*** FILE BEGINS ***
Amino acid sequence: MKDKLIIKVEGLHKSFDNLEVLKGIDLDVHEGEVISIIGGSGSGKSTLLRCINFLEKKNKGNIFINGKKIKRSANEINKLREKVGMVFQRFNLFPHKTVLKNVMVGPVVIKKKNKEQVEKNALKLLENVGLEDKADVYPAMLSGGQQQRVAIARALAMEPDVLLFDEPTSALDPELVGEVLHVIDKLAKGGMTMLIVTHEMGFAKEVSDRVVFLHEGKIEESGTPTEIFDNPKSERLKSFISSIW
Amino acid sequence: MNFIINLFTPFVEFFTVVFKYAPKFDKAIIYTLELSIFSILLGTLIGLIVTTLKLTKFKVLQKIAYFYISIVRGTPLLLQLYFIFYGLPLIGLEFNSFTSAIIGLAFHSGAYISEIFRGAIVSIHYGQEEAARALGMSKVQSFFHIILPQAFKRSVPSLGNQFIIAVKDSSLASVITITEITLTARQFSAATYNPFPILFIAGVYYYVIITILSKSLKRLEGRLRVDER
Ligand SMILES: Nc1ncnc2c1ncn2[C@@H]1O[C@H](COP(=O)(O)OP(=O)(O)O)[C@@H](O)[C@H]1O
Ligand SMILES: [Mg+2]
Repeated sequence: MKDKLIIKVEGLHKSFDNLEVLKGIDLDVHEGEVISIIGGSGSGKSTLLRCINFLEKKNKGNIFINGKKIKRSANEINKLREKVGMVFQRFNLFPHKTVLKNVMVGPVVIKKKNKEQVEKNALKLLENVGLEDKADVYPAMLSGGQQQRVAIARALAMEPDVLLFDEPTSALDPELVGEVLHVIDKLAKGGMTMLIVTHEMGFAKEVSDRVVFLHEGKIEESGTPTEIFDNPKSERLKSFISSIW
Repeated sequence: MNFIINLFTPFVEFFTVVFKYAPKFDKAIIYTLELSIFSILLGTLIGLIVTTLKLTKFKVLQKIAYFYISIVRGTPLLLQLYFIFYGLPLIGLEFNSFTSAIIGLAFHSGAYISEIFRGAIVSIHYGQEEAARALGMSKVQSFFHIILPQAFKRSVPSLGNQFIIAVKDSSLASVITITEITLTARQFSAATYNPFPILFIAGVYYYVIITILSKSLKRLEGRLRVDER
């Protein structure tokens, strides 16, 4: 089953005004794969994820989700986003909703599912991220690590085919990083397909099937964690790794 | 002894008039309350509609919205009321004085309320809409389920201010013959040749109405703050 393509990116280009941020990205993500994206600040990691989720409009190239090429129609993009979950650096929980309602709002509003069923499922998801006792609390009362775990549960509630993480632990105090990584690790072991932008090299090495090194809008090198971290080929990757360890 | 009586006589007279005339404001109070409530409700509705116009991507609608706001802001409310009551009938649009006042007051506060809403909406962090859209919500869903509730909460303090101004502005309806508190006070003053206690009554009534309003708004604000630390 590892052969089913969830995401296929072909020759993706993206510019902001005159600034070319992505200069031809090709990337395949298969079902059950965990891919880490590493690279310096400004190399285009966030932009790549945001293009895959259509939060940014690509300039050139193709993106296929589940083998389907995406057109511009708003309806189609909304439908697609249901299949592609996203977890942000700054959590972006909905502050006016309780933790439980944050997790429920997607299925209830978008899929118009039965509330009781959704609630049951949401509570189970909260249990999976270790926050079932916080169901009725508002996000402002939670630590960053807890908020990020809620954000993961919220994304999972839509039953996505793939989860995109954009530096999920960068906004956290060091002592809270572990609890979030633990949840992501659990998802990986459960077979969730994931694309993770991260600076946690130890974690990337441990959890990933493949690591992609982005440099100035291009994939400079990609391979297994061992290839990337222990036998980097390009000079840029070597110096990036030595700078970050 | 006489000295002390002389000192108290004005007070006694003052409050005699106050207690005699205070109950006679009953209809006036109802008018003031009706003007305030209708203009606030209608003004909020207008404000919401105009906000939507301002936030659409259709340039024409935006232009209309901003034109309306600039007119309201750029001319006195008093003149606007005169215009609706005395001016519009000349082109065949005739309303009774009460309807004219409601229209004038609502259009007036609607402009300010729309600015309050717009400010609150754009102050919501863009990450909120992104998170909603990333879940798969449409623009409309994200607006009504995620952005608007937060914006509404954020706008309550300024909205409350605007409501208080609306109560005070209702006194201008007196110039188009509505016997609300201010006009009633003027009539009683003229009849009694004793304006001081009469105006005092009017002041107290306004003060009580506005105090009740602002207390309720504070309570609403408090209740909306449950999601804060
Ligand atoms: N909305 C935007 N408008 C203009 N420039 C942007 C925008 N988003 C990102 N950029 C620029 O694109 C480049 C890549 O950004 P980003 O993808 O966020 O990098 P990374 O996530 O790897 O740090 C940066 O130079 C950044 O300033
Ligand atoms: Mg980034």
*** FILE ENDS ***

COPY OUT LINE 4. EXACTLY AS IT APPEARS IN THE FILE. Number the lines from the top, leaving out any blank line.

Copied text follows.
Ligand SMILES: [Mg+2]